Speaking of the shortcomings of NAS-storage, we can easily make a list of which problems tend to be the most significant:

  • Firstly, the system does not have a very high reliability. An ordinary reboot after flashing the device may result in data loss from the disk space of the drive.
  • NAS systems can become corrupt due to power failure, voltage fluctuations or overvoltage. RAID arrays inside the NAS are particularly vulnerable, as voltage fluctuations can cause individual disks to be out of sync resulting in a degraded or failed RAID array.
  • Also, the human factor should never be underestimated. The simplicity and ease of use of the NAS make them very popular, but often lead to problems that can’t be solved by inexperienced, non tech-savvy users.

Many of the NAS servers are equipped with recovery functionality, but it is applicable only to restoring various hardware and software components of the device itself. It can’t be used to restore user files. Therefore, a professional approach and professional tools are required here, which by definition, cannot be utilized by the ordinary user.

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Network-attached storage (NAS) is a file-level (as opposed to block-level storage) computer data storage server connected to a computer network providing data access to a heterogeneous group of clients. NAS are accessible over a network using an Ethernet connection and file protocols like SMB/CIFS (Server Message Block/Common Internet File System) or NFS (Network File System).

NAS is popular way of creating network file shares within an organization, where authorized personnel often collaborate on the same files or other forms of business information. It can also be used to keep a backup of files in case a local drive gives out and consolidate multimedia libraries, among other use cases where storing and trading files over a local network comes in handy.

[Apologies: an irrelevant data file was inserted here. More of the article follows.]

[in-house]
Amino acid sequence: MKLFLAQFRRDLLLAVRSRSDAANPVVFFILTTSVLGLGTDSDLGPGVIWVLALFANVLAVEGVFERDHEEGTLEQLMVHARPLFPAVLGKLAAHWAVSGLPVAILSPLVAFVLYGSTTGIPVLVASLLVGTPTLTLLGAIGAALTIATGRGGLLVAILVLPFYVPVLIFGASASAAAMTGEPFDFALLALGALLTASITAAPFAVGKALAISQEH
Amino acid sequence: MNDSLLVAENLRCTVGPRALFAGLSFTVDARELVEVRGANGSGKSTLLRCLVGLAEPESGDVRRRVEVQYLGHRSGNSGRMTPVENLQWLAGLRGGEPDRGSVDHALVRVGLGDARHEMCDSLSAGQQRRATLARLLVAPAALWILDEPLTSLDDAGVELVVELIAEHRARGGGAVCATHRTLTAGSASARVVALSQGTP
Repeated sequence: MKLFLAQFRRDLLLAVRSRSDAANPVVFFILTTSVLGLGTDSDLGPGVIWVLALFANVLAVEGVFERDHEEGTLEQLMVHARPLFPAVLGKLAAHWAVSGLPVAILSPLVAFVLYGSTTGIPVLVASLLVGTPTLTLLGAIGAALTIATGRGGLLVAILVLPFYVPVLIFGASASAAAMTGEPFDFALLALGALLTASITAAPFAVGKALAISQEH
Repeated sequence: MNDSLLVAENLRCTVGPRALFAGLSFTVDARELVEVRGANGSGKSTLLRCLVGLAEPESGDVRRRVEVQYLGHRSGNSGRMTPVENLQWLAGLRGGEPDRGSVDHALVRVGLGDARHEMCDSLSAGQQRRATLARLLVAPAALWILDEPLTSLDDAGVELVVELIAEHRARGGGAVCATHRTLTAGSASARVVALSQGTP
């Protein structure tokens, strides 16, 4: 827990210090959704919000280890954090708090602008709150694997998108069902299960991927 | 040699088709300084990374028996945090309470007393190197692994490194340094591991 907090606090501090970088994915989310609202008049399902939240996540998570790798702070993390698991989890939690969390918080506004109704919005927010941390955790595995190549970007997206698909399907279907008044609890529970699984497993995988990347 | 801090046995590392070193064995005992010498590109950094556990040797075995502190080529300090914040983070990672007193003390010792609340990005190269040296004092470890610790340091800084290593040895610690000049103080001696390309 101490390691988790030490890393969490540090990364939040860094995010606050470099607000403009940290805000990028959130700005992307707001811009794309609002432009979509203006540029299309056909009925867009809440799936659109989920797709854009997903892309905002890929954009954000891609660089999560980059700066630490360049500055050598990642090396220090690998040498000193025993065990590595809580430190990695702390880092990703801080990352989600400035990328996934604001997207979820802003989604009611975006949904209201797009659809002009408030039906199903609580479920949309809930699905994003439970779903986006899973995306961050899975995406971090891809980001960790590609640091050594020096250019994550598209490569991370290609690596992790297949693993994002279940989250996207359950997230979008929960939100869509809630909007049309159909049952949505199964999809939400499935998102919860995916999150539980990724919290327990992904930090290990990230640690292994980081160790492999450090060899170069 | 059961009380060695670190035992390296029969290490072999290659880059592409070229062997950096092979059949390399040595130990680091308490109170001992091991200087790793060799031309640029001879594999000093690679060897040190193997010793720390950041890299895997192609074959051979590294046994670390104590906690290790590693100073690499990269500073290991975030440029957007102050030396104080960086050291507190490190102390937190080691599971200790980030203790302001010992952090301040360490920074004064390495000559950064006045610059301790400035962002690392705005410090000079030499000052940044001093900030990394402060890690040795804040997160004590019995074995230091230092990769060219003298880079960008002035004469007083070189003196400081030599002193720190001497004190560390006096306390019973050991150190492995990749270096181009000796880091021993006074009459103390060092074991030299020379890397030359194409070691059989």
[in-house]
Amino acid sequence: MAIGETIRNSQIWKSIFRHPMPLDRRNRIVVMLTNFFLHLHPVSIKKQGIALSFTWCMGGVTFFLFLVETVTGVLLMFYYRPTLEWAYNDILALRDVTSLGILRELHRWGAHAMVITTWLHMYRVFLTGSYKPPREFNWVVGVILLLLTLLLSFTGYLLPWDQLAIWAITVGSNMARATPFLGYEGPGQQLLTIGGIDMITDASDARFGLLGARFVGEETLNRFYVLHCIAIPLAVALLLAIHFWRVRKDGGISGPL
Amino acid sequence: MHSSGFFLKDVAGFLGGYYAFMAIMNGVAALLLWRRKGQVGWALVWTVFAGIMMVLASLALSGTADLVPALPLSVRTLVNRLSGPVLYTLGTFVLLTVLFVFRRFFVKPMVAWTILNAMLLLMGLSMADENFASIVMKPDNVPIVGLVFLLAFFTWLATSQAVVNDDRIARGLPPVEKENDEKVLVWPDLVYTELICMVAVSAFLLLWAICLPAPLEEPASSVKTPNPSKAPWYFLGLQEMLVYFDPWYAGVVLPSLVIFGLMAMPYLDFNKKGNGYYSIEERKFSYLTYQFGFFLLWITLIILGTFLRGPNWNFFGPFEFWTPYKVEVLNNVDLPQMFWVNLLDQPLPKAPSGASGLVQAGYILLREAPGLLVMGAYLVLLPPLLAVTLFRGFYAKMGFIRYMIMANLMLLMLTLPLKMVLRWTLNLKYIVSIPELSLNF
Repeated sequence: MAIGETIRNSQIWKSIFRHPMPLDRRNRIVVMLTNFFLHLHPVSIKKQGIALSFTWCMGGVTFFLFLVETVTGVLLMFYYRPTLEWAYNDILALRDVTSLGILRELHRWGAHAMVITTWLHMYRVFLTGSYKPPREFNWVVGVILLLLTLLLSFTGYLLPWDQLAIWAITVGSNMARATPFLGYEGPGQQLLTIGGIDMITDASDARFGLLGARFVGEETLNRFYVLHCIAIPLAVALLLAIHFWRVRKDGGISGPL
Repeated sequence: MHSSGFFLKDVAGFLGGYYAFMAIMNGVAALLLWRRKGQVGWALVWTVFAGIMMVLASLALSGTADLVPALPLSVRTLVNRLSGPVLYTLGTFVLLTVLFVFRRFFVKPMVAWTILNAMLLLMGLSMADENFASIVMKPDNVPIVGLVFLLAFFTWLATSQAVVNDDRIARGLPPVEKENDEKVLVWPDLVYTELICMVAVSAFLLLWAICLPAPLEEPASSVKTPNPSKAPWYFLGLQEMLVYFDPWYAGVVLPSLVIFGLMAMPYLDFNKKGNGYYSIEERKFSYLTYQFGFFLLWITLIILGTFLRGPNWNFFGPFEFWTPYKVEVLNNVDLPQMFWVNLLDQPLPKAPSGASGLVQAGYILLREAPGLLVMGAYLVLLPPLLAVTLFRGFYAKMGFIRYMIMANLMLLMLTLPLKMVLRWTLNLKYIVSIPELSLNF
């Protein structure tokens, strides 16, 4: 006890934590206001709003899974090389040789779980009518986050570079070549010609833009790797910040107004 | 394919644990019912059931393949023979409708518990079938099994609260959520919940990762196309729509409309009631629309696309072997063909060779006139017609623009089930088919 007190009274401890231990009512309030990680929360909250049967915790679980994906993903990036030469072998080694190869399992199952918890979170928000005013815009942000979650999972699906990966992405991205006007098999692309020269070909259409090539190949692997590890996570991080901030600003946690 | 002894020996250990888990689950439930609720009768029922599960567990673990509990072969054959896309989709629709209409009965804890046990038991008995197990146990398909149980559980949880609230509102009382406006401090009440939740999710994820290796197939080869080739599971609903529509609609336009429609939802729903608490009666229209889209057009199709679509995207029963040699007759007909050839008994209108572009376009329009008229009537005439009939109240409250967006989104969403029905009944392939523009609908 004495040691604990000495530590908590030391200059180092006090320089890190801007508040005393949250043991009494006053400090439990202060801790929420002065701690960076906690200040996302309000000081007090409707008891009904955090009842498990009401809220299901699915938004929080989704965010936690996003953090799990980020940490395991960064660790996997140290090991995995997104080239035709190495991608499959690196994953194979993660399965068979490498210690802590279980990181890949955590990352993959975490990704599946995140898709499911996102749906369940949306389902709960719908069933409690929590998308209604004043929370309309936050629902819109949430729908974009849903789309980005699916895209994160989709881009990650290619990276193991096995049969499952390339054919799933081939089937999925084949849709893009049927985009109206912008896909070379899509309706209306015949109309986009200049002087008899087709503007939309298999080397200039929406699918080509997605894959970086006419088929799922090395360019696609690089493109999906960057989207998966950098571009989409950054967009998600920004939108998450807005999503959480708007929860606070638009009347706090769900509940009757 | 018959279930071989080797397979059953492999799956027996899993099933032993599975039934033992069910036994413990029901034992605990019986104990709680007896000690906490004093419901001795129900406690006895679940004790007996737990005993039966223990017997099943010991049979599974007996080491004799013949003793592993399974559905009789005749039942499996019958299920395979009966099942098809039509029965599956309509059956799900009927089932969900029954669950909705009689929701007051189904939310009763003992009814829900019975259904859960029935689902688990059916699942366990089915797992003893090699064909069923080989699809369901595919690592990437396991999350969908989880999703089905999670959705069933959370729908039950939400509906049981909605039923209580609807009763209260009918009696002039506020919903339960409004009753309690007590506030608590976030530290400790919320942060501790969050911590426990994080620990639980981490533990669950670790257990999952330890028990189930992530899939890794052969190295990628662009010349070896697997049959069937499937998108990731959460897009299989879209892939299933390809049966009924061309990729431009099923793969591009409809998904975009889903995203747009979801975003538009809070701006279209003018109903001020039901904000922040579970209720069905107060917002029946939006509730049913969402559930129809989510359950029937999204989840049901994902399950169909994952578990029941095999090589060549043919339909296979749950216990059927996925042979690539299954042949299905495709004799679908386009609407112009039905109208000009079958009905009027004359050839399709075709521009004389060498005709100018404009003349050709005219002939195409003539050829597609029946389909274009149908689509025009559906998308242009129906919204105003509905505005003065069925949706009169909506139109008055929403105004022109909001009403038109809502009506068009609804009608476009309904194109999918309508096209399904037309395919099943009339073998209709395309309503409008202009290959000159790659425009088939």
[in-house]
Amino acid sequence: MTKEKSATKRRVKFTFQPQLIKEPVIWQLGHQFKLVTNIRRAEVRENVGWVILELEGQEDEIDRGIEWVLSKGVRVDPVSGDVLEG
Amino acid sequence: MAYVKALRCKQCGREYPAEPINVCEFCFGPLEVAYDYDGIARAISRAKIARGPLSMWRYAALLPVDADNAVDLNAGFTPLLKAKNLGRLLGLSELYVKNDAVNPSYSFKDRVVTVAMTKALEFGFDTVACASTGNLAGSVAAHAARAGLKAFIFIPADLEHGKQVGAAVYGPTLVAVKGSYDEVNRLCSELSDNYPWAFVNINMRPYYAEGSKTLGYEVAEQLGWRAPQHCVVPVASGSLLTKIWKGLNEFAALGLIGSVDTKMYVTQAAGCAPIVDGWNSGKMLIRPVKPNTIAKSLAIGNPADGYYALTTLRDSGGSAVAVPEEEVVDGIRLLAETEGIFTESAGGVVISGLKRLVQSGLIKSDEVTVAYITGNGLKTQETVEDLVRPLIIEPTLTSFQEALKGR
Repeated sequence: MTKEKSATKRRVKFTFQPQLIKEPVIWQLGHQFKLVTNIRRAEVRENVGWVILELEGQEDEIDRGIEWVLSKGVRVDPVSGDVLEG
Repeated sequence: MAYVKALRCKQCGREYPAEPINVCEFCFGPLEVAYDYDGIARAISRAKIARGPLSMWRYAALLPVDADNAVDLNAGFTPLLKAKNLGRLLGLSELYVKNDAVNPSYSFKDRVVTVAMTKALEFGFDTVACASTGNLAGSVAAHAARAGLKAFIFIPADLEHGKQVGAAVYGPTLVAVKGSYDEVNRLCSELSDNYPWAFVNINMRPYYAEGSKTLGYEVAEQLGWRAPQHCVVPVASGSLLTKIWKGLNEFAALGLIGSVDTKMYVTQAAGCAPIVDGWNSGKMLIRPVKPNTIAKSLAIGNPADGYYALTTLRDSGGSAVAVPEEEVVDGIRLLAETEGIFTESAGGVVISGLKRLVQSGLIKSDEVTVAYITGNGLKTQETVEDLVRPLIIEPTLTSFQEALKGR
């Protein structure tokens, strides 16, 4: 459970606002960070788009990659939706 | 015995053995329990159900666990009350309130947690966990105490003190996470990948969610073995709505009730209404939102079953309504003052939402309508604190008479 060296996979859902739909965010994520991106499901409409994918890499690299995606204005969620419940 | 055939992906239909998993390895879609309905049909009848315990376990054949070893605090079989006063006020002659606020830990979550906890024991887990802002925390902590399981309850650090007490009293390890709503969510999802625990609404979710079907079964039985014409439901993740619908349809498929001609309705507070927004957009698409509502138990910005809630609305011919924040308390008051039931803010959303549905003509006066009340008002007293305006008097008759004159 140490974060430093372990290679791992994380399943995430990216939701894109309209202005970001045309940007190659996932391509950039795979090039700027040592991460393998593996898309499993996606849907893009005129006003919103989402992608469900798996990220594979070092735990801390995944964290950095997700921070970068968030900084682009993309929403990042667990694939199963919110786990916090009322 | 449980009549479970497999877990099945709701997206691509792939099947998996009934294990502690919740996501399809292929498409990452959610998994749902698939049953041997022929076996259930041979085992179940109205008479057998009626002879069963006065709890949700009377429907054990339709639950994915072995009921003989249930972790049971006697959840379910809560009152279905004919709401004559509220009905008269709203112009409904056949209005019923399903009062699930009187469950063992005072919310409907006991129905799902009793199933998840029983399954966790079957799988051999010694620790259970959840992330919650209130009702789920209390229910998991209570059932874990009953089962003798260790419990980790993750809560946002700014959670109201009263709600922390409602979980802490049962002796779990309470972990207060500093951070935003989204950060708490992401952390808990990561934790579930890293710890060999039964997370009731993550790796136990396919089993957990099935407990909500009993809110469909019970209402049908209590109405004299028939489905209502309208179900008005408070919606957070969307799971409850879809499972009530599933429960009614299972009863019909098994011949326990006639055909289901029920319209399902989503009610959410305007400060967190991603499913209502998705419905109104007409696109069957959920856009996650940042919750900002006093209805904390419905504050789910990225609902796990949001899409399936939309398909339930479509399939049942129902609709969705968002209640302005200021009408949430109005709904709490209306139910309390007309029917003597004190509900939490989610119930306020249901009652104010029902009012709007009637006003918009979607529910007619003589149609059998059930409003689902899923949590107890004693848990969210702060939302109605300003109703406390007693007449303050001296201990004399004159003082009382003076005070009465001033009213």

Typically, the more high-end the NAS system, the more RAID configuration options are available. High end systems for larger organizations from the likes of Dell EMC, HPE, and NetApp offer a plethora of RAID options that storage administrators can use to meet their file storage capacity, performance and data protection requirements. NAS appliances can utilize RAID technologies, they work well together or completely apart in many cases. Home and enterprise users can create a RAID configurations unless they choose a JBOD (just a bunch of disks) mode.

Performance wise, components that was used to build NAS will define overall performance:

  • CPU: budget NAS devices will have low-end processors while enterprise NAS systems are often powered by server grade processors like Intel's line of Xeon CPUs.
  • RAM: low-end NAS devices can get by with meager amounts of RAM, while high-end systems can offer gigabytes worth of memory to cache up file operations.
  • Drives: opting for enterprise NAS grade derives will ensure they deliver reliably fast performance with better read/write speeds and better throughput rates. For the ultimate in performance, some vendors like Dell EMC or Synology offer all-flash NAS arrays outfitted with fast SSDs (solid-state drives).

In a RAID configuration, performance characteristics are governed by the quality and type of hard drives used, type of RAID controller and the RAID level selected. A RAID-6 implementation will deliver good read speed while write speeds suffer somewhat because the RAID array needs to store and manage parity information to provide fault tolerance, for example.